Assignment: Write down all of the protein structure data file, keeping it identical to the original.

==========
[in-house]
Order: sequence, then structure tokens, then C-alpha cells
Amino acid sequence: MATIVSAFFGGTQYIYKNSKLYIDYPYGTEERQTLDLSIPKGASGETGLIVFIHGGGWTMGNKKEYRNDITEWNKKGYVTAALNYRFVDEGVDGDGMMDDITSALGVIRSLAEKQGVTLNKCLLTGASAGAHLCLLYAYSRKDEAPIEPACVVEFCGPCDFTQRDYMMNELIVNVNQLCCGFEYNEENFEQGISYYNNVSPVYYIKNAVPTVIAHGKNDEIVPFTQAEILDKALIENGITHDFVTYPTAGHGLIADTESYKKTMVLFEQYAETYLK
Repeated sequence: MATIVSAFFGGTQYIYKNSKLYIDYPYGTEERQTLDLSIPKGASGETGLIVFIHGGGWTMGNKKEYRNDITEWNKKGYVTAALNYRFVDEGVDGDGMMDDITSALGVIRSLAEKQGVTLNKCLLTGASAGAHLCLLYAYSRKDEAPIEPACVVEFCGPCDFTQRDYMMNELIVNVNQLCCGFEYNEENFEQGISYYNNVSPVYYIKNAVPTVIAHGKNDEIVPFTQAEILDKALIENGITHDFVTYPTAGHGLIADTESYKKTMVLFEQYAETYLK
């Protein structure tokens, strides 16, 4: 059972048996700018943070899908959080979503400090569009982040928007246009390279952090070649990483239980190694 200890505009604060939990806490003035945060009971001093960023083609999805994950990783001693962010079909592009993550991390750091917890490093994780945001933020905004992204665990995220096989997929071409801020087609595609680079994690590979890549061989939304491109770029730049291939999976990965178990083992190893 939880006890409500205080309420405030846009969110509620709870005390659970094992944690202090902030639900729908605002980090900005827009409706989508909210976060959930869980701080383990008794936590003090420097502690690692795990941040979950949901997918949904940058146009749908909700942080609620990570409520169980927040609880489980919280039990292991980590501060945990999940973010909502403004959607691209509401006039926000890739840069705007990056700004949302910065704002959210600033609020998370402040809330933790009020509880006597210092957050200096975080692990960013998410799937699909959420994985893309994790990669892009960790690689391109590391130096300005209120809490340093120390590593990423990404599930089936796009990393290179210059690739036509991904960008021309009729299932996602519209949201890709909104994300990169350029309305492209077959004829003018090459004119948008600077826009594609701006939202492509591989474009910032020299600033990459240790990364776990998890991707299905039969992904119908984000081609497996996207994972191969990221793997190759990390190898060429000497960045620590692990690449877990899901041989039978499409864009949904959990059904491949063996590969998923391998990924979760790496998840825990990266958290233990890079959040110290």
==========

[in-house]
Order: sequence, then structure tokens, then C-alpha cells
Amino acid sequence: MATIVSAFFGGTQYIYKNSKLYIDYPYGTEERQTLDLSIPKGASGETGLIVFIHGGGWTMGNKKEYRNDITEWNKKGYVTAALNYRFVDEGVDGDGMMDDITSALGVIRSLAEKQGVTLNKCLLTGASAGAHLCLLYAYSRKDEAPIEPACVVEFCGPCDFTQRDYMMNELIVNVNQLCCGFEYNEENFEQGISYYNNVSPVYYIKNAVPTVIAHGKNDEIVPFTQAEILDKALIENGITHDFVTYPTAGHGLIADTESYKKTMVLFEQYAETYLK
Repeated sequence: MATIVSAFFGGTQYIYKNSKLYIDYPYGTEERQTLDLSIPKGASGETGLIVFIHGGGWTMGNKKEYRNDITEWNKKGYVTAALNYRFVDEGVDGDGMMDDITSALGVIRSLAEKQGVTLNKCLLTGASAGAHLCLLYAYSRKDEAPIEPACVVEFCGPCDFTQRDYMMNELIVNVNQLCCGFEYNEENFEQGISYYNNVSPVYYIKNAVPTVIAHGKNDEIVPFTQAEILDKALIENGITHDFVTYPTAGHGLIADTESYKKTMVLFEQYAETYLK
């Protein structure tokens, strides 16, 4: 059972048996700018943070899908959080979503400090569009982040928007246009390279952090070649990483239980190694 200890505009604060939990806490003035945060009971001093960023083609999805994950990783001693962010079909592009993550991390750091917890490093994780945001933020905004992204665990995220096989997929071409801020087609595609680079994690590979890549061989939304491109770029730049291939999976990965178990083992190893 939880006890409500205080309420405030846009969110509620709870005390659970094992944690202090902030639900729908605002980090900005827009409706989508909210976060959930869980701080383990008794936590003090420097502690690692795990941040979950949901997918949904940058146009749908909700942080609620990570409520169980927040609880489980919280039990292991980590501060945990999940973010909502403004959607691209509401006039926000890739840069705007990056700004949302910065704002959210600033609020998370402040809330933790009020509880006597210092957050200096975080692990960013998410799937699909959420994985893309994790990669892009960790690689391109590391130096300005209120809490340093120390590593990423990404599930089936796009990393290179210059690739036509991904960008021309009729299932996602519209949201890709909104994300990169350029309305492209077959004829003018090459004119948008600077826009594609701006939202492509591989474009910032020299600033990459240790990364776990998890991707299905039969992904119908984000081609497996996207994972191969990221793997190759990390190898060429000497960045620590692990690449877990899901041989039978499409864009949904959990059904491949063996590969998923391998990924979760790496998840825990990266958290233990890079959040110290």